Despite the worldwide lockdown (and a distinct lack of guests to enjoy it) we’re thrilled to have Botswana’s rivers return in such abundance.
In May 2019, President Mokgweetsi Masisi officially declared drought across Botswana. Thankfully, excellent rains have fallen and our lodges across the Okavango Delta are surrounded by floodwaters once again.
In a double dose of good news, many camps and lodges are also open again! Where’s the first place you want to go?
Here’s an update on the rivers and re-openings in Botswana’s best addresses.
Chobe Safari Lodge and Chobe Bush Lodge Update
Botswana’s National Parks have been open for 14 days already following the national lockdown, which lasted for seven weeks to help contain the spread of the Covid-19 virus. The elephants of Chobe National Park are still going about their merry munching business and the Chobe River floodplains are positively brimming.
This video taken from Chobe Safari Lodge shows how high the Chobe River has risen. In fact! Our favourite sundowner spot, Sedudu Bar, was even underwater in May 2020.
However, Chobe River water levels are already starting to subside again.
Safari operators across Botswana are working towards recommencement of travel for international guests around October. However, tourism is likely to only be open for selected destinations as global governments and tourism bodies monitor the global pandemic and subsequent border controls.
The Botswana Tourism Organisation has issued strict Tourism Industry Covid-19 Guidelines for reopening.
We are incredibly pleased to help pioneer resumption of travel with the announcement that Chobe Safari Lodge and Chobe Bush Lodge are open for local travel from today, 10 June 2020.
Chat to us about planning your future safari in charming Chobe National Park.
Okavango Delta Water Levels 2020
The rain in Angola falls between November to April before slowly meandering south into Botswana. Usually, the Okavango Delta fills by late May or June and floods peak during July and August.
Contradicting the most water-laden plains, this is actually Botswana’s dry season.
There are water stations at various points of the Okavango River system. Data from Hydrology Services in Namibia showed water levels rising steadily and 2020 waters at their highest in past five years. On 24 February 2020 water levels measured 7.06m at Rundu compared to 2019 measurements of 5.14m and well above the annual average of 5.59m.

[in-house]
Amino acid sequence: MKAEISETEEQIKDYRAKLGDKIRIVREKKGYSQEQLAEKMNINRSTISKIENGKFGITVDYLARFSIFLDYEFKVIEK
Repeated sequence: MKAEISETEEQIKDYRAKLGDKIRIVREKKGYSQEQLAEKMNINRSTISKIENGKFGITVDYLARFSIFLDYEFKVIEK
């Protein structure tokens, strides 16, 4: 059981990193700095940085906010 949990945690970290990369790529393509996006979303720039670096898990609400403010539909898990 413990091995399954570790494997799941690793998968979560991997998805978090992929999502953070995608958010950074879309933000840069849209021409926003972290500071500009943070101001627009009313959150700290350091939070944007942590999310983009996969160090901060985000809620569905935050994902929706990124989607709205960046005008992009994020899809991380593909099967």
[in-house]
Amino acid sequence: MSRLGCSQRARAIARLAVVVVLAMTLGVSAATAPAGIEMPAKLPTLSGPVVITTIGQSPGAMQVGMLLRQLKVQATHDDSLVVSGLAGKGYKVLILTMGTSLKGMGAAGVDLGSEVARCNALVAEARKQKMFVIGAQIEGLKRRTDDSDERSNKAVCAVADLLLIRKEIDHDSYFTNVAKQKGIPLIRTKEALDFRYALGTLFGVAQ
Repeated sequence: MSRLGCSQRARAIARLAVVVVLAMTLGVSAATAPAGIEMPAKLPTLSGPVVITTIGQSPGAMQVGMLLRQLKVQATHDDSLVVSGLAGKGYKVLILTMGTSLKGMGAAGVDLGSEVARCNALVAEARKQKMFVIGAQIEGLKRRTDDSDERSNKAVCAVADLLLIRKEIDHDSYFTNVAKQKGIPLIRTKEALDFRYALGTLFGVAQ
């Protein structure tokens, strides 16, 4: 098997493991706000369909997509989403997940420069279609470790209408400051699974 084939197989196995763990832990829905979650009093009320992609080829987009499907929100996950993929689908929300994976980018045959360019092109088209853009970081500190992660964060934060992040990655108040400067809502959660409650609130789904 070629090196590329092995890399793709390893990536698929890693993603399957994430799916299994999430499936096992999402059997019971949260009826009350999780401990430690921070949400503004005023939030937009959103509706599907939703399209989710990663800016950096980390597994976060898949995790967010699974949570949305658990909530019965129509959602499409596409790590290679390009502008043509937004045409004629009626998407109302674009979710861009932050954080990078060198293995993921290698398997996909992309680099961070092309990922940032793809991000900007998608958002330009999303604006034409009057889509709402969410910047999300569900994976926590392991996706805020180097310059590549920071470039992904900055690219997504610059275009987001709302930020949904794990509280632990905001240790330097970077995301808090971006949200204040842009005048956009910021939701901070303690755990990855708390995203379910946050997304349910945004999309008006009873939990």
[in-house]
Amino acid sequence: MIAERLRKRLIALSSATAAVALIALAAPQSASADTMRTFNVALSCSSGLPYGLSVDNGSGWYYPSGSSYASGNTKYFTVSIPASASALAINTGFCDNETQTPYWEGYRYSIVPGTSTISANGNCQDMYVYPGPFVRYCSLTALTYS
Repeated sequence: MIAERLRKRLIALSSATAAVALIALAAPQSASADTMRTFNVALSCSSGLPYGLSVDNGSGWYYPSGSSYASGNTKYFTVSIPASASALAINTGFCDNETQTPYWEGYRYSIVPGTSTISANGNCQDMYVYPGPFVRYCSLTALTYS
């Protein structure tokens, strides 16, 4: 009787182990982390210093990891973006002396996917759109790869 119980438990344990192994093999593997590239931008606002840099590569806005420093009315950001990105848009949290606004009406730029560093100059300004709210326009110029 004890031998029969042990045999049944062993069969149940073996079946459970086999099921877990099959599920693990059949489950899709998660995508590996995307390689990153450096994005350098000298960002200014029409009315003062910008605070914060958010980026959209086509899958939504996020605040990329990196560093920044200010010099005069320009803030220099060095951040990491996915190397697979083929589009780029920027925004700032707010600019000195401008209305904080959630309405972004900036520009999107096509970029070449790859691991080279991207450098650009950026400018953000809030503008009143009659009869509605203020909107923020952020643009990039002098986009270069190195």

After entering Botswana at Mohembo, the Okavango River then spreads near Seronga where it starts to form Botswana’s UNESCO World Heritage Site, the Okavango Delta. There are then three main channels that develop, namely Thaoge, Jao and Nqoga. Jao is the central channel and seems to be carrying the most water this year. This middle channel later becomes the Boro River.
After 18 months since the last floods and having travelled 2000km from the Angolan highlands, these are the first waters of the 2020 Okavango flood. On 12 May, the Boro River brought water to the safari base town of Maun, passing it into the Thamalakane River.
As rivers start to reform again it is tradition for Batswana to fetch water from these fresh floodwaters. Many believe it is the beginning of new life for everything.
On 20 May 2020, floodwaters travelled a further 13km since passing below the Matlapaneng Old Bridge and continue to hit the Boteti River on 28 May 2020.
Moremi Crossing and Gunns Camp Report
Last year we introduced game drive safaris to Moremi Crossing and Gunns Camp due to dry conditions. However, both camps are now back to being water-based stays again as floods have completely islanded the lodges!
Camp managers report that the boats are back on the water and walking safaris will take place on Chiefs Island (via a mokoro crossing over the Boro River) until the Okavango Delta swamp waters recede again. You’ve gotta love the rhythms of nature!
Mma Dinare and Rra Dinare Lodge Report
Although we have had no guests for the past two months, our camps have still been busy. A skeleton staff remained on call to ensure lodge upkeep, and they have also enjoyed some fabulous sightings.
Both Rra Dinare and Mma Dinare lodges are located to make the most of glorious views and game across the Gomoti River. Floodplains are full again and at much higher water levels than last year. These lodges share the same concession, which borders Moremi Game Reserve.
If you’re confused about concessions, read this guide to the Okavango Delta, which lays it out simply for travellers.
Mokoro excursions are all in action and expose visitors to the soothing tranquillity of the floodwaters up close.
Nata Bird Sanctuary Report
Sadly, the blessing of floodwaters has not extended as far as Sua Pan in the Nata Bird Sanctuary. The Nata River received water twice this year but with very shallow flows. At the moment, the Makgadikgadi Pans here are bone dry, but that doesn’t make it any less magical.
Nata Lodge is also open for business!
Keen to see Botswana in all its glory? Contact us about staying at one of our lodges or camps for local deals.